In 2 Words: How To Make Money From Your Art

Hi! I’m Crista Cloutier of The Working
Artist Masterclass if you’ve been following me on Facebook lately you will know that I have publicly committed to doing Facebook Live. However I am in
France for the next few months, in the middle of nowhere in France as it turns
out, and it seems that the internet in the middle of nowhere in France is slow,
really slow, like too slow to do a Facebook Live. I’m just one great big
pixel – and nobody likes that. So I am going to just make a video instead and post it
and we will see how that goes. OK? Last month I was in London and I was meeting with a group of Working Artist alumni. I travel a lot obviously, and I love
meeting the artists who have taken my online course because I think that
online is fantastic but real life is so much better. Right? Anyway there was a lot of conversation during this coffee and we were talking about making money and
finding success by working as an artist And one of the artists asked me directly
“how can I make more money working as an artist?” I’m not sure anyone really liked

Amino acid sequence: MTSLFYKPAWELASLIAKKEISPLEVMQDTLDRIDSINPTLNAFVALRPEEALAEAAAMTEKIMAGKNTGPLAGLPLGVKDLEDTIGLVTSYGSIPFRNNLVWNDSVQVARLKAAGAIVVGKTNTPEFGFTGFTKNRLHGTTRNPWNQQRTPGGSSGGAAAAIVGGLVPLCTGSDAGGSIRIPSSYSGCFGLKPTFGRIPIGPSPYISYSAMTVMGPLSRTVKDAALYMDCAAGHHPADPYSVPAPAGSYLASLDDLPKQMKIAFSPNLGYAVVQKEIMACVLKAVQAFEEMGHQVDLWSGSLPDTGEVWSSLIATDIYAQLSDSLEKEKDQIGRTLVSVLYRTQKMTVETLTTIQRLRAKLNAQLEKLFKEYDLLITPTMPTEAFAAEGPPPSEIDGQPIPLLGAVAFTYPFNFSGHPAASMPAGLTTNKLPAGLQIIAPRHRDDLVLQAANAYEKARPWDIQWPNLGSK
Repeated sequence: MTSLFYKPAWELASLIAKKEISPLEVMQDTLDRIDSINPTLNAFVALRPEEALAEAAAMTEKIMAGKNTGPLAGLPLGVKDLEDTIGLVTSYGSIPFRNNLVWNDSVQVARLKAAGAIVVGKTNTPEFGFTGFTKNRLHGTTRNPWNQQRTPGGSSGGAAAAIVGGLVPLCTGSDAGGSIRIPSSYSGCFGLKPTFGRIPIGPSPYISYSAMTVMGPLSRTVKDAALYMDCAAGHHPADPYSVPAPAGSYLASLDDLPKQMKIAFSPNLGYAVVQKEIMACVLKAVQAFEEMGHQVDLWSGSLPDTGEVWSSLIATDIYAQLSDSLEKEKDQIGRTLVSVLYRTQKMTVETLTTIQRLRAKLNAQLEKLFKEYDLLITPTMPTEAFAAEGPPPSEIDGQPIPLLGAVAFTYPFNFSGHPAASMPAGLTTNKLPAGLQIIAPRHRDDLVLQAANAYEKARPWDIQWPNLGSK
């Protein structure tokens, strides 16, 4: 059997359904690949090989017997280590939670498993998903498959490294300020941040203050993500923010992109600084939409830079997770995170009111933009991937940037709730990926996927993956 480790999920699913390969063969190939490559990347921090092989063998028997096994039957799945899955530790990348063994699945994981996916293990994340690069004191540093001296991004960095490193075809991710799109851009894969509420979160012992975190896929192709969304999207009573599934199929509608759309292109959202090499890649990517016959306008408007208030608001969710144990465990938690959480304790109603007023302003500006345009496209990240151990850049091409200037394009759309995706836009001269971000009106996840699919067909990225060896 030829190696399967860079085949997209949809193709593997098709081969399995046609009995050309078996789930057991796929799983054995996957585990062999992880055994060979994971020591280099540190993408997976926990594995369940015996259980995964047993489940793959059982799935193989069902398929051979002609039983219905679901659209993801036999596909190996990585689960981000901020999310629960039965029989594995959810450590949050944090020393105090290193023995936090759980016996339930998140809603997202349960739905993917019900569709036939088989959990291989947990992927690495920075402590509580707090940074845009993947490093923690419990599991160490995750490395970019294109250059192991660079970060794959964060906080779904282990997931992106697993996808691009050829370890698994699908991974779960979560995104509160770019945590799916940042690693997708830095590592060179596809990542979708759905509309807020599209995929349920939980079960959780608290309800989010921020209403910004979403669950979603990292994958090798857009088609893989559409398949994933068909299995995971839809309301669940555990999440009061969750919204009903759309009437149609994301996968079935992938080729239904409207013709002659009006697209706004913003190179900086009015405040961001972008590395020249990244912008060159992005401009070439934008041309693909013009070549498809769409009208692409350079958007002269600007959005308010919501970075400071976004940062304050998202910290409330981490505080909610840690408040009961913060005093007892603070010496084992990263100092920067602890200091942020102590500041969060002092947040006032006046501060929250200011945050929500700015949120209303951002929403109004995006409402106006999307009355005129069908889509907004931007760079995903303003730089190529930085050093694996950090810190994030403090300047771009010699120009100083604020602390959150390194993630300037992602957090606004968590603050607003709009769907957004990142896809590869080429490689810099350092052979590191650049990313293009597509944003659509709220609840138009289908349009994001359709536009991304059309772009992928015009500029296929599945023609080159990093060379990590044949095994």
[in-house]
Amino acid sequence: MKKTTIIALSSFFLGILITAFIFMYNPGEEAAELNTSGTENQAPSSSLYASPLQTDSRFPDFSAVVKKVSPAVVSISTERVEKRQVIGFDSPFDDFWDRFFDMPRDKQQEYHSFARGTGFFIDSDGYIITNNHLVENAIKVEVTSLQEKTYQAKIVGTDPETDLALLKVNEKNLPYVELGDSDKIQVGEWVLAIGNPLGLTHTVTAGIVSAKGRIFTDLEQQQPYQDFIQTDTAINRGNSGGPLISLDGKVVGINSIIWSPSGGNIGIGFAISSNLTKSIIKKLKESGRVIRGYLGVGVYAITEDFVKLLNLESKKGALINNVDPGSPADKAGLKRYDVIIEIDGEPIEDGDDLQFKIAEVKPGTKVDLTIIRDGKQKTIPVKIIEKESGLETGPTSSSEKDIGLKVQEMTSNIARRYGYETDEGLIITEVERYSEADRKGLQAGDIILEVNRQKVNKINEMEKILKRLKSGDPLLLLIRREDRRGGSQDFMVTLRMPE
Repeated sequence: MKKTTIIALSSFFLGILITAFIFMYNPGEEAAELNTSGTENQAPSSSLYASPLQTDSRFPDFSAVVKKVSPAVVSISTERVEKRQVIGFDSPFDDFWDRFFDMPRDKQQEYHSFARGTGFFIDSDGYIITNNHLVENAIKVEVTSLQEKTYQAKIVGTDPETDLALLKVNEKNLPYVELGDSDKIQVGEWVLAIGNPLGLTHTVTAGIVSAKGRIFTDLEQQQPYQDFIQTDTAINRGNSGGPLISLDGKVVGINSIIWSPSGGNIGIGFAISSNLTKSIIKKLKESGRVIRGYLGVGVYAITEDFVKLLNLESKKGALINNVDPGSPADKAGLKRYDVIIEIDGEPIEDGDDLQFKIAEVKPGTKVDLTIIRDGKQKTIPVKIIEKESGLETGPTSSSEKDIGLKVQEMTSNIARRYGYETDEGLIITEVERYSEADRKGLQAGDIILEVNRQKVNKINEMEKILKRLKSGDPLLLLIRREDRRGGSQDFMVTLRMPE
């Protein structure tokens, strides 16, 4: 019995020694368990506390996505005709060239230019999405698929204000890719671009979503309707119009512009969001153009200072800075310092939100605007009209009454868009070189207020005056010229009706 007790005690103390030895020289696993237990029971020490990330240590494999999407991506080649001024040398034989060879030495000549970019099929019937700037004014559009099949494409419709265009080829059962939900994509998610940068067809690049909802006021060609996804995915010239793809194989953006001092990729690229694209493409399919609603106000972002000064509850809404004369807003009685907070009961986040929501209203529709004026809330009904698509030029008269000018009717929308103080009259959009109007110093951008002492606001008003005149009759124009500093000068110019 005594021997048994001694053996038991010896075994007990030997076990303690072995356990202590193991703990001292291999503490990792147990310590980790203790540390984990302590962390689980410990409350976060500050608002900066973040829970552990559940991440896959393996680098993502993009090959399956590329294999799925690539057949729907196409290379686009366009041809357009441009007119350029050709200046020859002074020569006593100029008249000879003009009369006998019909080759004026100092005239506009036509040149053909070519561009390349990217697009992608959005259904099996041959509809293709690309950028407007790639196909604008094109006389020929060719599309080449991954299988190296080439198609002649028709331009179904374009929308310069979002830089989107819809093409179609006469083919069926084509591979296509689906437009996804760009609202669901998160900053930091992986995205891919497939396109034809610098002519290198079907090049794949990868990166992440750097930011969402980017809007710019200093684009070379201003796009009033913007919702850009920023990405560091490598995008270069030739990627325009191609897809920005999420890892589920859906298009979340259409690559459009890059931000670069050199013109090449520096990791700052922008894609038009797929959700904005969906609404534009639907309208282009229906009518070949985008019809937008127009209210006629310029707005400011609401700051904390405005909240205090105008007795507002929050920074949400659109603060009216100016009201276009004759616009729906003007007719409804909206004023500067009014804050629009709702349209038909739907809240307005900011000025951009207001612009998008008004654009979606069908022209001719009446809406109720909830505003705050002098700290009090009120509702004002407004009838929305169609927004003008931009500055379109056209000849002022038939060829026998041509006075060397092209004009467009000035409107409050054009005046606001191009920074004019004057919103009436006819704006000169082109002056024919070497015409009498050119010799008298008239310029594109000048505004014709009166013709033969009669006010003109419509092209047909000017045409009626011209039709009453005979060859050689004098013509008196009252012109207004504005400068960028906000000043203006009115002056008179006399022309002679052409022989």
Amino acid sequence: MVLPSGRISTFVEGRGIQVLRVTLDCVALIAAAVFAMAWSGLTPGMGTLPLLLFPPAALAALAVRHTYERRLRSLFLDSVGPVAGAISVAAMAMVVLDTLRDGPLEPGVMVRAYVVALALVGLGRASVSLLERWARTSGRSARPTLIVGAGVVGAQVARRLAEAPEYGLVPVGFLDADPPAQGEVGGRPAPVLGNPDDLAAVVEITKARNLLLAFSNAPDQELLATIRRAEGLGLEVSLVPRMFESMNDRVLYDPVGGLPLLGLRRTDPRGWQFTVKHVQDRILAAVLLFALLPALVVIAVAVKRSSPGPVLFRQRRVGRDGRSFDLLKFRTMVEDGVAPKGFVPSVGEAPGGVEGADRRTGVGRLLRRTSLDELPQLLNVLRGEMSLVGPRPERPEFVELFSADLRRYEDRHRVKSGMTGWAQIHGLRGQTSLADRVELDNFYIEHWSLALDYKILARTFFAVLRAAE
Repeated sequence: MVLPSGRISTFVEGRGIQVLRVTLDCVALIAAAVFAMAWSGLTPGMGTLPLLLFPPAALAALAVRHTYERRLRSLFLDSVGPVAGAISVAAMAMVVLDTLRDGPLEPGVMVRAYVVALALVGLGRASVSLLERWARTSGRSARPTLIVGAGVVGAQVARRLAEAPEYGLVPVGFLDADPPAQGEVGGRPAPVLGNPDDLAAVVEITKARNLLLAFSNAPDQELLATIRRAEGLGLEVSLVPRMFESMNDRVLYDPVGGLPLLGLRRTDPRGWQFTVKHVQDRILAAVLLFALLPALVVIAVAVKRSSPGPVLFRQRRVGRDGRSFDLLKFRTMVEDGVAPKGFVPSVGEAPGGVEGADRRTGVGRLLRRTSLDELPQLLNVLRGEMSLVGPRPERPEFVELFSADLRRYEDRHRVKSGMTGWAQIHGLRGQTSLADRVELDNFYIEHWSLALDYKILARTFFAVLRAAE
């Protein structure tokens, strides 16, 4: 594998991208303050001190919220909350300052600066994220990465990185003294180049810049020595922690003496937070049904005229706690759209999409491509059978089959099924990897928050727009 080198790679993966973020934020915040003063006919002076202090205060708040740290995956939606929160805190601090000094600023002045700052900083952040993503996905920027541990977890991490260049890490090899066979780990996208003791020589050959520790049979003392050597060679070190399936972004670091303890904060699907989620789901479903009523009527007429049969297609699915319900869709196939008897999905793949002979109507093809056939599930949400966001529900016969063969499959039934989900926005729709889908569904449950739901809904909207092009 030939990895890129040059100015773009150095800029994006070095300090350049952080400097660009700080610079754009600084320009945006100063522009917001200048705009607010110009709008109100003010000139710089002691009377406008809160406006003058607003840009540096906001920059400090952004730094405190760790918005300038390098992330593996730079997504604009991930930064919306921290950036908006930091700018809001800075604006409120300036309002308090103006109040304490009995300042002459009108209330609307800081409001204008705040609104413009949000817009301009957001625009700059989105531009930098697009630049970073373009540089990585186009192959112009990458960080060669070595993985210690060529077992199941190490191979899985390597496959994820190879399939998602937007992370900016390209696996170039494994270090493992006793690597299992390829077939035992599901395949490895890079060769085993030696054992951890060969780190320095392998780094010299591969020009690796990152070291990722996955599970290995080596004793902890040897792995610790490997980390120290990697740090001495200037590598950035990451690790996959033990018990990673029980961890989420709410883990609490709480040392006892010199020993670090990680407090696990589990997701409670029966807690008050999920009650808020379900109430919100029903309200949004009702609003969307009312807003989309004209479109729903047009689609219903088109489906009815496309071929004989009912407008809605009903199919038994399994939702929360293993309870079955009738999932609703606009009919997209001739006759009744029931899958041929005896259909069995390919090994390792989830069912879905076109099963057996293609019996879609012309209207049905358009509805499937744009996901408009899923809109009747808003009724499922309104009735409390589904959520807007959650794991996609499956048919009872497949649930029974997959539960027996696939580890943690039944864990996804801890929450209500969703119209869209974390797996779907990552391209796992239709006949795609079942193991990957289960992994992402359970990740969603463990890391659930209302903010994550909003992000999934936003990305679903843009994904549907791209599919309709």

my answer but they all agreed that it was the truth. I said two words I said
“focus and discipline.” Nobody likes those two words, do they? Well I’m just the
messenger so I didn’t make this stuff up What do I mean by focus? I know a lot of
you are in love with creativity with The Muse, you love to explore and make and
learn and play it’s is part of being a creative person, and I love that stuff
too. It’s important. However, if your aim is to make money then you really do need
to focus – whether it’s on one style or one medium or even both, the
more focused you are the easier it will be to connect with your audience and
sell your work. How? It’s about sharing your message. The more focused your
message, the more focused your audience. My cat’s just climbing up a tree…
People will know who you are, people will know who you are and they will
understand what you do. Speaking of focus I should be focused on this and not on
my cat … anyway I wanted to talk about the artist William Wegman for a minute now.
This is someone whom I’ve worked with and I’ve known for many years. And if you
don’t know his name, I am sure that you know his work. He’s photographed his